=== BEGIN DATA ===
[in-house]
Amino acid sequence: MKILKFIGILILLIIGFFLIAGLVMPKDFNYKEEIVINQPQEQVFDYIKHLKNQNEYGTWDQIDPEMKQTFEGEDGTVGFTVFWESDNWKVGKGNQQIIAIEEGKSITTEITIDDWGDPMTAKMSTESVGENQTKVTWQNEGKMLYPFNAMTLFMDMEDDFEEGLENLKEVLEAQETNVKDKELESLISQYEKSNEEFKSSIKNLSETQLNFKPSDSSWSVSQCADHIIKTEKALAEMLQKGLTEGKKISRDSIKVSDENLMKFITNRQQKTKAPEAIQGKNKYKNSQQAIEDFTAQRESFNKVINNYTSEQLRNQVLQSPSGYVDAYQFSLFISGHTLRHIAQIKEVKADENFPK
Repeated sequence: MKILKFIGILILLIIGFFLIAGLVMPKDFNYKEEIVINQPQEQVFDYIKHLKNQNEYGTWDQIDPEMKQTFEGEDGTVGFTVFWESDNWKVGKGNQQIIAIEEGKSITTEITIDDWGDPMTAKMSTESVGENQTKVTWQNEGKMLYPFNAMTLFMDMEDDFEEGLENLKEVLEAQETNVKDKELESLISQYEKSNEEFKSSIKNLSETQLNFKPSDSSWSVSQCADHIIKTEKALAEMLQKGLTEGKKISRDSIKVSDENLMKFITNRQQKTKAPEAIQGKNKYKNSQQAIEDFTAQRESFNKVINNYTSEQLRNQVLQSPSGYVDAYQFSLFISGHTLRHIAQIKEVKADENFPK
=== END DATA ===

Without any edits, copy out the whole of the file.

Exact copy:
[in-house]
Amino acid sequence: MKILKFIGILILLIIGFFLIAGLVMPKDFNYKEEIVINQPQEQVFDYIKHLKNQNEYGTWDQIDPEMKQTFEGEDGTVGFTVFWESDNWKVGKGNQQIIAIEEGKSITTEITIDDWGDPMTAKMSTESVGENQTKVTWQNEGKMLYPFNAMTLFMDMEDDFEEGLENLKEVLEAQETNVKDKELESLISQYEKSNEEFKSSIKNLSETQLNFKPSDSSWSVSQCADHIIKTEKALAEMLQKGLTEGKKISRDSIKVSDENLMKFITNRQQKTKAPEAIQGKNKYKNSQQAIEDFTAQRESFNKVINNYTSEQLRNQVLQSPSGYVDAYQFSLFISGHTLRHIAQIKEVKADENFPK
Repeated sequence: MKILKFIGILILLIIGFFLIAGLVMPKDFNYKEEIVINQPQEQVFDYIKHLKNQNEYGTWDQIDPEMKQTFEGEDGTVGFTVFWESDNWKVGKGNQQIIAIEEGKSITTEITIDDWGDPMTAKMSTESVGENQTKVTWQNEGKMLYPFNAMTLFMDMEDDFEEGLENLKEVLEAQETNVKDKELESLISQYEKSNEEFKSSIKNLSETQLNFKPSDSSWSVSQCADHIIKTEKALAEMLQKGLTEGKKISRDSIKVSDENLMKFITNRQQKTKAPEAIQGKNKYKNSQQAIEDFTAQRESFNKVINNYTSEQLRNQVLQSPSGYVDAYQFSLFISGHTLRHIAQIKEVKADENFPK